Ukrainian culture: Born to be free
Society18:18 Aug. 30, 2016
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Born to be free

Ukrainian culture preserved and reconstructed through ages. The descendants of outstanding Ukrainians nowadays follow the direction, once paved by their talented ancestors

This 26-year-old man is a descendant of Taras Shevchenko, one of the most talented Ukrainian poets. Vasyl Babych graduated from a musical school of Mykola Lysenko, now he plays cello in the presidential orchestra. His wife is into music too - she is a violinist. His elder brother is also a musician, living and working in Austria. Babych, in turn, has chosen to live and work in Ukraine. He adds though in the contemporary world of globalization the place of residence is not that crucial.

Vasyl Babych,  descendant Of Taras Shevchenko: "Our world has become a global village. Have a glimpse at my brother. Though living in Austria, he is able to do much more for Ukraine than I do. He earns more, so he can send more charity money for the Ukrainian army."

This woman is ready to tell of her biggest pride. Mariana Yevtushenko is a grand-daughter of Ostap Vyshnia, an outstanding Ukrainian satiric writer. One of the rooms in her flat is turned into a museum. There she keeps all the artefacts once used by her famous grandfather. When showing the family heritage, Mariana wears a traditional Ukrainian vyshyvanka. She says her ancestor belonged to the so-called Ukrainian Executed Renaissance. The term describes a generation of Ukrainian writers and artists of 1920-s and 1930-s, executed or repressed by the Soviet totalitarian regime. Ostap Vyshnia was lucky enough to survive after the persecutions.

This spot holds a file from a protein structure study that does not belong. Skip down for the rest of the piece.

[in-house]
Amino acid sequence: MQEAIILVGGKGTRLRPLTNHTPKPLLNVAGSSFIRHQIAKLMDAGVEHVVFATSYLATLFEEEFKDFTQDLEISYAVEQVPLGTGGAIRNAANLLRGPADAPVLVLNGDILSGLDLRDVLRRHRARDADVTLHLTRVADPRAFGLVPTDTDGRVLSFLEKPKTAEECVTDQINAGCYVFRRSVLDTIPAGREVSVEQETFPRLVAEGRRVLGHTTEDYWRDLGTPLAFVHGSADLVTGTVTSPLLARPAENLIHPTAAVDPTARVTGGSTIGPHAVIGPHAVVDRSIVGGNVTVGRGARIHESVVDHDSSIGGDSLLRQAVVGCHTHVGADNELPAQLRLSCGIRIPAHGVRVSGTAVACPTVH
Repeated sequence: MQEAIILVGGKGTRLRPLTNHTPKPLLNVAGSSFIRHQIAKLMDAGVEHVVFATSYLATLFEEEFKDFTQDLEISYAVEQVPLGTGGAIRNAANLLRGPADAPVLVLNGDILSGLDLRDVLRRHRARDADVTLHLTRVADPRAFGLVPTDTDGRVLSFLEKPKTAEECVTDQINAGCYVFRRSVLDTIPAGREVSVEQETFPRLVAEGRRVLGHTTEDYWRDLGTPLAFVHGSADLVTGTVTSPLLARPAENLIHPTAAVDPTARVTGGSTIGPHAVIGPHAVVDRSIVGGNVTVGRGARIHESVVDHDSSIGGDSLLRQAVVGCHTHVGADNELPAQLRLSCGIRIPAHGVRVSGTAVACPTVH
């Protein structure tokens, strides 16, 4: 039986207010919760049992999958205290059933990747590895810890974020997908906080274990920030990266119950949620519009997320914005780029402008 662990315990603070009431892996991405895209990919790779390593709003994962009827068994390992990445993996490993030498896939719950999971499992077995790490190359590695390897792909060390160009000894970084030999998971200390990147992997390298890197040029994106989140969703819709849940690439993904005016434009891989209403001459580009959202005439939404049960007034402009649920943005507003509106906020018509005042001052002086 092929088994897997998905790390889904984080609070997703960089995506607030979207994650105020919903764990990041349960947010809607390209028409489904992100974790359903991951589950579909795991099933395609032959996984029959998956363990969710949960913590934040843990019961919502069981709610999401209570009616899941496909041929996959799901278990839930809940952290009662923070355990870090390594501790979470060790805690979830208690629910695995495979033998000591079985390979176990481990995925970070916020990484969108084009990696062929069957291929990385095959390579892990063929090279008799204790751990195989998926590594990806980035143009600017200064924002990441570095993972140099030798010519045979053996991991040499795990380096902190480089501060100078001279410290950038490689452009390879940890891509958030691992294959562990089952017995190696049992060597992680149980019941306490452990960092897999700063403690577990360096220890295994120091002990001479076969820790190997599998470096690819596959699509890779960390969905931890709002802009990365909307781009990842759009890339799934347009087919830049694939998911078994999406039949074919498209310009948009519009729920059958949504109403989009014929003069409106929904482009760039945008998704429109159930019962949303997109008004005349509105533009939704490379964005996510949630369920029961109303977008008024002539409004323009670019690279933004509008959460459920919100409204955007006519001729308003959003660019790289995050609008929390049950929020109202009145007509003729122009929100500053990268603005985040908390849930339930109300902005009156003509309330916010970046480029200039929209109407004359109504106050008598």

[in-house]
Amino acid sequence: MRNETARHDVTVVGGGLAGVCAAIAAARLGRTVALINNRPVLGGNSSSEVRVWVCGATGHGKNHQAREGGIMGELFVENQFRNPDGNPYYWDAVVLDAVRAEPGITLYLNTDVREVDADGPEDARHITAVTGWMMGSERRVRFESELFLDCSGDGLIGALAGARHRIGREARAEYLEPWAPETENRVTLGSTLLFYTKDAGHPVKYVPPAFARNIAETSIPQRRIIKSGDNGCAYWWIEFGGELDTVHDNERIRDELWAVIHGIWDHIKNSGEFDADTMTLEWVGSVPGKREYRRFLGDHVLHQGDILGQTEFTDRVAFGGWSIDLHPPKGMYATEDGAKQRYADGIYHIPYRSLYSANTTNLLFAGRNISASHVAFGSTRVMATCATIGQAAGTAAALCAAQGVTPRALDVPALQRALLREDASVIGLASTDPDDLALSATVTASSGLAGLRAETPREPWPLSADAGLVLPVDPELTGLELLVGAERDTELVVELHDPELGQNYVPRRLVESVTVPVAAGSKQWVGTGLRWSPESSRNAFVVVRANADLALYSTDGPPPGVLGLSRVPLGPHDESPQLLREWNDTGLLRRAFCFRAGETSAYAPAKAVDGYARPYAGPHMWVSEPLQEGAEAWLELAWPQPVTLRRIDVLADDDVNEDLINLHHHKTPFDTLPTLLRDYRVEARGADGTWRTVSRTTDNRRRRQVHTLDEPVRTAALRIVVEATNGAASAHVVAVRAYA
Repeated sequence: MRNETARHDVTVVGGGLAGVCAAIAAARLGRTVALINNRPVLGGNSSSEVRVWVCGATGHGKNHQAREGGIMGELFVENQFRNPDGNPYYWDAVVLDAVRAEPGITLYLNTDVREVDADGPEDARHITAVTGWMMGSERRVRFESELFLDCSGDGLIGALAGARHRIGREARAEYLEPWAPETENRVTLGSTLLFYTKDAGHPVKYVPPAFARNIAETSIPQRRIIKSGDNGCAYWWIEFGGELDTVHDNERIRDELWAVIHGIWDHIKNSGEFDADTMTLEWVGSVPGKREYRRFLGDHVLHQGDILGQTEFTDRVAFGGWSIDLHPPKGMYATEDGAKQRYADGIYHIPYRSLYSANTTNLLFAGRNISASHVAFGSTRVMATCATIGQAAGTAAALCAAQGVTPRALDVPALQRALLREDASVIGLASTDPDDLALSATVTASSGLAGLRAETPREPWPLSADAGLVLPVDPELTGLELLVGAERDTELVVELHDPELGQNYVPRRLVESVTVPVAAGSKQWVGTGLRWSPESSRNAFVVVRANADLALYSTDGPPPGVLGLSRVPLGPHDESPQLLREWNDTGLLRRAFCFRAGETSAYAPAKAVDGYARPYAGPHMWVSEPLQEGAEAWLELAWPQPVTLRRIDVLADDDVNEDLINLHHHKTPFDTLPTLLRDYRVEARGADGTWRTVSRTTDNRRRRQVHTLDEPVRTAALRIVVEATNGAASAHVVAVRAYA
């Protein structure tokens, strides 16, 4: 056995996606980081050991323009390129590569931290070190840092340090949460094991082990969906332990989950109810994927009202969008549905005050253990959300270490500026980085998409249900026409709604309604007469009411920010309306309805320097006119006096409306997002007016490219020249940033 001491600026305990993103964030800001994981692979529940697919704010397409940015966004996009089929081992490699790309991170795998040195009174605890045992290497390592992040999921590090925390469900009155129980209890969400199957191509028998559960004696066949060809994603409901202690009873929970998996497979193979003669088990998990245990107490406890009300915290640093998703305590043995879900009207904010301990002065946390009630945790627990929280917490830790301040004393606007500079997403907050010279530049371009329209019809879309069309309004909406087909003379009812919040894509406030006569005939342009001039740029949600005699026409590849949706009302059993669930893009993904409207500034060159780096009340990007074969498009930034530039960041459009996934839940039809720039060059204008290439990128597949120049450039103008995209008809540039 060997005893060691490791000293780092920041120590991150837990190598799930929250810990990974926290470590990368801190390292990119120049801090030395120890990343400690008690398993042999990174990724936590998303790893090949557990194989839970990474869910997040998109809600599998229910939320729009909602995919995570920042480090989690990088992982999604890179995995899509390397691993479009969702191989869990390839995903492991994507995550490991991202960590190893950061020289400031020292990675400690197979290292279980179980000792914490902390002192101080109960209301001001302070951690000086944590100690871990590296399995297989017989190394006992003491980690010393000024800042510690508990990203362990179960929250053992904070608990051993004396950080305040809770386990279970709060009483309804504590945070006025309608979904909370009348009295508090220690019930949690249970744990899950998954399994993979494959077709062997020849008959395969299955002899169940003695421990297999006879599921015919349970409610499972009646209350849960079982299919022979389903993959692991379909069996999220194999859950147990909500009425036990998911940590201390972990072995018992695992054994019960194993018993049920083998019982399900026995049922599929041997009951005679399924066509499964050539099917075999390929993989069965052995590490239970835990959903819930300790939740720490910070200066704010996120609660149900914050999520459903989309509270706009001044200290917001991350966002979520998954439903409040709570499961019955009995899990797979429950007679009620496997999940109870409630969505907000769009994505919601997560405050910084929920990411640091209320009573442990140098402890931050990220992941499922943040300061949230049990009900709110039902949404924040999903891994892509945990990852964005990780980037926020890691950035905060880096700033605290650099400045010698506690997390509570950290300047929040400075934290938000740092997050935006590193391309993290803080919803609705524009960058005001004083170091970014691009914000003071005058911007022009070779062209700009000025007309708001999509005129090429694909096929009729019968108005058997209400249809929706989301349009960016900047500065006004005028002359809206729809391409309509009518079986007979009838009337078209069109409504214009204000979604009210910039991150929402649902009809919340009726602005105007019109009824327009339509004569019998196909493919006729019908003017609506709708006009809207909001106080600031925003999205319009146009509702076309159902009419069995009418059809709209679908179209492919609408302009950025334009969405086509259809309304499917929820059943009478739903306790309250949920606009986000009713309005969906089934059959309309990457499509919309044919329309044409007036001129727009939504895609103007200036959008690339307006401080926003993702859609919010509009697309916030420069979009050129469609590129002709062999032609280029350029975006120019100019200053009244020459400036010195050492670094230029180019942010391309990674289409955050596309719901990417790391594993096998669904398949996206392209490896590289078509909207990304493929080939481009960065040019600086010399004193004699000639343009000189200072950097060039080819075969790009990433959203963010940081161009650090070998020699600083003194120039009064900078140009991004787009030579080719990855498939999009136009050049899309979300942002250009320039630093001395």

Mariana Yevtushenko, grand-daughter of Ostap Vyshnia: "First, my granddad was sentenced to death. In the very last moment, the authorities changed the death penalty to 10 years behind bars. In 1937 he was sentenced to be executed again. It was long cold winter, so the prisoners were not escorted to the execution site on time. And when they finally arrived, the commandment had changed, so the sentence was abolished."

Neither Babych nor Yevtushenko are sure if they are on the right way, as their famous relatives would wish them to follow. Nevertheless, they say, the task for today is to further preserve Ukrainian culture and transmit the national values to younger generations.

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